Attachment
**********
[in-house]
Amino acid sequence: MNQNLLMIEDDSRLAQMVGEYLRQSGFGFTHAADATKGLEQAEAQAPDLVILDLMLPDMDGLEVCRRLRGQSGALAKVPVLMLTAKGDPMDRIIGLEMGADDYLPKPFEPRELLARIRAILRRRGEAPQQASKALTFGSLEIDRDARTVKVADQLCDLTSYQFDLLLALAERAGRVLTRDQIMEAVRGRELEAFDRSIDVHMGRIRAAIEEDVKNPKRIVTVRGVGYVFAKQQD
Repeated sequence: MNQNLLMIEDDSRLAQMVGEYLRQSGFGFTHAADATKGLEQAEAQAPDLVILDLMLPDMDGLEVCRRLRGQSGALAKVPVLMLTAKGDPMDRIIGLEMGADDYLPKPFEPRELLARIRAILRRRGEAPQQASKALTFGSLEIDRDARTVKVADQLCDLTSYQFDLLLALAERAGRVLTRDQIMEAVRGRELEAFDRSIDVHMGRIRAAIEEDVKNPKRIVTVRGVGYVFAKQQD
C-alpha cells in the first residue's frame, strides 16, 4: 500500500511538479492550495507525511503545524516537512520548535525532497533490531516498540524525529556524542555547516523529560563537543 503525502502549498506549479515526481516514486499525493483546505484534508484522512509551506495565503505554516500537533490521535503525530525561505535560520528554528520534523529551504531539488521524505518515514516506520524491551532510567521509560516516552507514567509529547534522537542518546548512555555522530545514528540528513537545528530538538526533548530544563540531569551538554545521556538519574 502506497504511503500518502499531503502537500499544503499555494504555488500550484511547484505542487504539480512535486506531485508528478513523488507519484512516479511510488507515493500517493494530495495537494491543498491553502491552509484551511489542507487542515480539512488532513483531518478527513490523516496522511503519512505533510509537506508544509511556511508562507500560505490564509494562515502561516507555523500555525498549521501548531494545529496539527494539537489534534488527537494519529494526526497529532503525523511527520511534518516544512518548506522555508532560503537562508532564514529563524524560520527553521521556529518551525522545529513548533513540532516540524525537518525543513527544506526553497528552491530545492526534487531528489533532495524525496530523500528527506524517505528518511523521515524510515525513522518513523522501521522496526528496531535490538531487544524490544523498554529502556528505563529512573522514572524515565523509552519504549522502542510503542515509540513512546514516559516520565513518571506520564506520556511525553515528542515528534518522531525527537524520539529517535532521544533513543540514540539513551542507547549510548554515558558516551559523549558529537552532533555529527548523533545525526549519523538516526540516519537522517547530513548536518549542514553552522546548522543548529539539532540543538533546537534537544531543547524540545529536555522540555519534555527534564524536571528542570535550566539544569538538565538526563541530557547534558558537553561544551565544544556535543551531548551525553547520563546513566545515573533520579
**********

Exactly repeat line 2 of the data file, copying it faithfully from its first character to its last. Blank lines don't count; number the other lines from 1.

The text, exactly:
Amino acid sequence: MNQNLLMIEDDSRLAQMVGEYLRQSGFGFTHAADATKGLEQAEAQAPDLVILDLMLPDMDGLEVCRRLRGQSGALAKVPVLMLTAKGDPMDRIIGLEMGADDYLPKPFEPRELLARIRAILRRRGEAPQQASKALTFGSLEIDRDARTVKVADQLCDLTSYQFDLLLALAERAGRVLTRDQIMEAVRGRELEAFDRSIDVHMGRIRAAIEEDVKNPKRIVTVRGVGYVFAKQQD